February 07, 2010

Weekend Book Reviews

I've finished two of the books I've been consuming.  I say consuming, because I read Salt: A World History (2002), and I listened to No Impact Man (2009) whilst walking the dog, doing chores, cooking etc.

I love reading about the history of everyday items we take for granted, and salt is one of them.  Of course, every mammal needs salt to survive, but in our modern Western world, where we are so divorced from basic functions of life, we forget this, and focus on the negative impacts of salt. 

This book explores much more that the tangible granules that make up salt, however.  Salt, and the demand for it as a preservation agent, played a huge role in colonization, warfare, trade and empire.  We see this with all the place names and words that begin with the prefix sal; Salzburg, salad, etc.  I particularly liked the sections that dealt with its connection to fish and fishing.  I never knew that part of the Hanseatic League's success was because they traded for salt with the Spanish and Basques to monopolize the production of pickled herring.  I also learned about the salt processes which gave France an advantage over the British in the early fishery of Canada.  This book was packed full of interesting facts and trivia, but, if you should read it, it is the sort of book that doesn't have to be read cover to cover.

I hate to say it, but I didn't enjoy No Impact Man quite so much.  And perhaps it was for the opposite reason; much of the literature he relied upon in his one-year experiment to live as sustainable as possible, I had already read and/or knew about.  For instance, in the chapter about sustainable and local food he relied heavily upon James MacKinnon and Alisa Smith's 100 Mile Diet.  It was natural for him to reference them, but because I listened to No Impact Man, rather than read it, I couldn't just skim over this section.  I was also a little confused about where Colin Beavan actually stood in regards to capitalism, and collectivism versus individualism.  In one of the chapters he comes close to making a real critique of capitalism and the relentless drive for stuff that it creates, but at the end of the book seems to advocate that individual action will ultimately solve the ecological crisis we are in.  I did really enjoy other aspects of the book; I felt he was very brave in exposing many private details of his family history and family life.  I enjoyed his analysis of the positive impacts the experiment made in his social life, family, health etc. and the reminder that we only have one time to be alive, so why waste it on a bunch of artificial experiences and disposable stuff?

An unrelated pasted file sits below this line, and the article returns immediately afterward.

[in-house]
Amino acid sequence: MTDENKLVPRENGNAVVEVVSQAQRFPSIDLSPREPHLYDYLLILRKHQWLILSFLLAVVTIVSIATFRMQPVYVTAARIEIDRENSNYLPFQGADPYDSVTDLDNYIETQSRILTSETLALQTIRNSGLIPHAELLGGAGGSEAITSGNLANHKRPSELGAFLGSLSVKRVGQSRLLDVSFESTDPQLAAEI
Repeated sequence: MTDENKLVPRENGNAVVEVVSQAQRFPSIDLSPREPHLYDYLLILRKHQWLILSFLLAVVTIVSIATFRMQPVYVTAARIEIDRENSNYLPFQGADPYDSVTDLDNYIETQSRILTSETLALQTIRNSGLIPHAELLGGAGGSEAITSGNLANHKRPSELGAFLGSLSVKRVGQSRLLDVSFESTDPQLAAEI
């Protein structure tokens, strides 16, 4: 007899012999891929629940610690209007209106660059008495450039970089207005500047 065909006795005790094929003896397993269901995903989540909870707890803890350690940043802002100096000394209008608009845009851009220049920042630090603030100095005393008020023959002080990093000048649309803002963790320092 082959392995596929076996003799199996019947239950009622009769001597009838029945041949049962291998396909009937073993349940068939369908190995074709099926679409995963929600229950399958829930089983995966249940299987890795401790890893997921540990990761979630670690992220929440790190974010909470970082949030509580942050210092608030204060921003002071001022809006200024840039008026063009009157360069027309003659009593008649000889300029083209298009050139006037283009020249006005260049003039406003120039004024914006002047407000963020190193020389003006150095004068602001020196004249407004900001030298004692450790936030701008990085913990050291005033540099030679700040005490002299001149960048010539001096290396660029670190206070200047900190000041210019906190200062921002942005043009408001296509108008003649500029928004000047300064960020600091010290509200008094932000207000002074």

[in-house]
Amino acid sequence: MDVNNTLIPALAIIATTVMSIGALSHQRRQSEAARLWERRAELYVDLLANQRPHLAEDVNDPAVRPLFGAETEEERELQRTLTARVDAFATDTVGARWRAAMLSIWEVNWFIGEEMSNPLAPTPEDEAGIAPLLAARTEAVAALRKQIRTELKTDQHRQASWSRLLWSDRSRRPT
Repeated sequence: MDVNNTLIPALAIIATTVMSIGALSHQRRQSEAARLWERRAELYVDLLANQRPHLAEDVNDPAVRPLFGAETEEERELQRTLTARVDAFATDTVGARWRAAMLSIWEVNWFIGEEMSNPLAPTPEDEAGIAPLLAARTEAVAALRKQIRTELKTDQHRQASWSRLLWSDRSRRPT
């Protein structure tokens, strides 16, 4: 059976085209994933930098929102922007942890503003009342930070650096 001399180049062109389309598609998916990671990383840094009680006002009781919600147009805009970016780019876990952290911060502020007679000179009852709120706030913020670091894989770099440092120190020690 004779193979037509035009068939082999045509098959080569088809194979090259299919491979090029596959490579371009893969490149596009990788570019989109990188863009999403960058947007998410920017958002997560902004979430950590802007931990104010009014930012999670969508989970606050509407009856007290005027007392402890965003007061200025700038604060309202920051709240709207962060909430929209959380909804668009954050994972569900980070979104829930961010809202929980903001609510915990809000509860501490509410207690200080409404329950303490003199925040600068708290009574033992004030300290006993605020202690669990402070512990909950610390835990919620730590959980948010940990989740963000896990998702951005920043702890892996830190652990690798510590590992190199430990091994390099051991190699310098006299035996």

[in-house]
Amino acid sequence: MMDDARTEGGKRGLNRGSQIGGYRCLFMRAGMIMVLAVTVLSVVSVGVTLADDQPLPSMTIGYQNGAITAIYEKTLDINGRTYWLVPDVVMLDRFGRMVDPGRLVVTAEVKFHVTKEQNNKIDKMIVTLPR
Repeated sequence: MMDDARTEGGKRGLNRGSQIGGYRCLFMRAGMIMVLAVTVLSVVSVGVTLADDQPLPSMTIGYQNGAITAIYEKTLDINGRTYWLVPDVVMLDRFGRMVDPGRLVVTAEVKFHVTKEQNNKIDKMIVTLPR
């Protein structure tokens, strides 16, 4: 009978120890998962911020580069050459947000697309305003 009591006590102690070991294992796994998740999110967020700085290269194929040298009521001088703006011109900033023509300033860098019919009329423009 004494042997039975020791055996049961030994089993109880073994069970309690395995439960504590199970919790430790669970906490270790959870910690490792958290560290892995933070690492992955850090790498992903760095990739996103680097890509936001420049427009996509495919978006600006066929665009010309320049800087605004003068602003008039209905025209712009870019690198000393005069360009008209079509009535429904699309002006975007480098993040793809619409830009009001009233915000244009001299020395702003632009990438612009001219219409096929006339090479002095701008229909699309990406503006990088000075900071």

Now, I can move on to other books.  I'll probably read several (used) novels and mysteries I have lying around.  As for non-fiction, I am dying to read Bright-sided: How the Relentless Promotion of Positive Thinking Has Undermined America.  But, being inspired by Colin Beavan, I won't buy it; I'll see if the local library has it. 

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